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William Prince, From The Native Heart Of Canada

Alan Greyeyes

The passing of Gordon Lightfoot this week reminds us of the majesty and originality of Canadian folk music. I’ve never studied the country’s history enough to understand the nature of Canadiana, to coin a term. But like so many of us, I’ve heard a strong sense of place in the inimitable sounds of Joni Mitchell, Neil Young, Leonard Cohen and Lightfoot himself, a masterful and romantic bard who could be personal or mythic.

This legacy had already been on my mind, thanks to recent conversations with cherished veteran and Juno Award-winner Ron Sexsmith and with Whitehorse, the married duo of Luke Doucet and Melisssa McLelland. I even asked the latter in our recent String episode what being a Canadian roots music artist means to them, and Doucet said, “We spend a fair amount of time thinking about this very thing, especially as people just living adjacent to the cultural behemoth that is America. And obviously, as Americana artists, if that's the appropriate term, we're so conscious of the source. We Canadians often suffer from some kind of imposter syndrome, because we're not sure we're allowed to do things.”

He’s quick to add that of course artists like he and his wife take heart from the titanic achievements of Joni and Neil from older days or from Colter Wall and Corb Lund lately. But it’s interesting he’d be so candid about it. Alas, we didn’t talk about Lightfoot, because as music journalist Nicholas Jennings put it in Lightfoot’s 1999 Rhino Records box set, the now late songwriter “is as much a part of the national consciousness as hockey.”

Then, by Canuck coincidence, I arranged a conversation with singer-songwriter William Prince, whose claim on Canadian-ness is indisputable. Of Cree and Ojibwe descent, Prince grew up in the Peguis First Nation, north of Winnipeg. His father was a musician who ministered to a small church, which Prince says gave him a musical foundation.

“My grandfathers were all preachers in Peguis. So they would have been some of the first people singing gospel songs and giving sermons and such,” he tells me in Episode 244 of The String. “I would have spent a lot of time playing music with my dad. He was raised on Johnny Cash gospel and Charley Pride and stuff. And it was always around our house. And so I learned from him to sing those kinds of classic songs - Hank Williams, Willie Nelson songs. As well as on Sunday, you know, he'd be preaching, he'd be leading the country band that we had there. And I was 14 or 15 when I would have started out on guitar playing music with him.”

Prince left home for nearby Winnipeg and spent years playing locally and honing his craft before bursting on to the Canadian folk music scene in 2015 with his debut album Earthly Days. It was nominated for or won numerous awards including the prestigious JUNO for Contemporary Roots Album of the Year. And soon Prince was being celebrated across the US as well for his kind, sonorous voice and his relatable intimacy. In 2020, he released two albums back to back that fleshed out his story and his capabilities as an artist. Reliever arrived on the cusp of the pandemic and delivered the spiritual assurance and serenity that the title implies. Then came Gospel First Nation, a mix of original and traditional sacred songs that drew mystique from the complex relationship that Canada’s native people have with Christian faith.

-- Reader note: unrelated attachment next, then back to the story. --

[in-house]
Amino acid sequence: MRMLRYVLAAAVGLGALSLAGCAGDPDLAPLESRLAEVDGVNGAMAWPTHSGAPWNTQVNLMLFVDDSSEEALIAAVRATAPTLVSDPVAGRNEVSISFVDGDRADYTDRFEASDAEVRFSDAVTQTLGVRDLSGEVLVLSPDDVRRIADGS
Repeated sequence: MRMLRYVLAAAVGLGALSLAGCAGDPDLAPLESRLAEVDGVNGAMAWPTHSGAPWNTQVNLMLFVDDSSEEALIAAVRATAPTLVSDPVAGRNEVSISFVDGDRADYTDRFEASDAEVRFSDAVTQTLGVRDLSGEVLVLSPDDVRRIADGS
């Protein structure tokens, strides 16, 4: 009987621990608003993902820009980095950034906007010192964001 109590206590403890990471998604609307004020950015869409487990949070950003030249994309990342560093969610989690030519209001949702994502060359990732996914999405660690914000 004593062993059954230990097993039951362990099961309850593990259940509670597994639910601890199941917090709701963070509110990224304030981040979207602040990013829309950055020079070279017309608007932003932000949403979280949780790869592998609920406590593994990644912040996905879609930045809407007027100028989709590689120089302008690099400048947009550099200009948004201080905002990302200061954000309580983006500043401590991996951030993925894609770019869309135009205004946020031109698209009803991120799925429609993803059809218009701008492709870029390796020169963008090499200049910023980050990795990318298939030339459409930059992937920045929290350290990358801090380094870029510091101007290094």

Those projects launched a creative relationship with Nashville’s star producer Dave Cobb, who came aboard for Prince’s latest Stand In The Joy. Recorded at Cobb’s personal studio in Savannah, GA, the new collection trades ambiguities for love and light. The artist, engaged and raising a son, radiates gratitude on songs like “Take A Look Around,” “Peace of Mind,” and “Tanqueray,” about “the blur of a brand new love.”

I told William that amid a lot of albums wrestling directly with the pains and ills of the world, it’s nice to experience an album that’s so life affirming. “I'm so happy you say that,” he says. “We talk about it all the time. One of the lessons we've learned is it takes bravery to feel joy, to allow yourself to be vulnerable. And it stems from a life of where happiness is sometimes felt insensitive to those around you who are in the struggle and such. And so this record was about, hey, you know what? A lot of people are happy for me, and I'm doing a disservice to those that I love by not really reveling in the joy of this life that I get to live now.”

With Prince back on the road post-pandemic, things are going well. Stand In The Joy has been glowingly reviewed since it came out in mid April. The songwriter made his debut on the Grand Ole Opry in February, when our conversation took place. And he’s currently on the road opening shows for that joyful couple The War & Treaty, including a date here in Nashville at the Brooklyn Bowl on May 13.

Craig Havighurst is WMOT's editorial director and host of <i>The String, a weekly interview show airing Mondays at 8 pm, repeating Sundays at 7 am. He also co-hosts The Old Fashioned on Saturdays at 9 am and Tuesdays at 8 pm. Threads and Instagram: @chavighurst. Email: craig@wmot.org</i>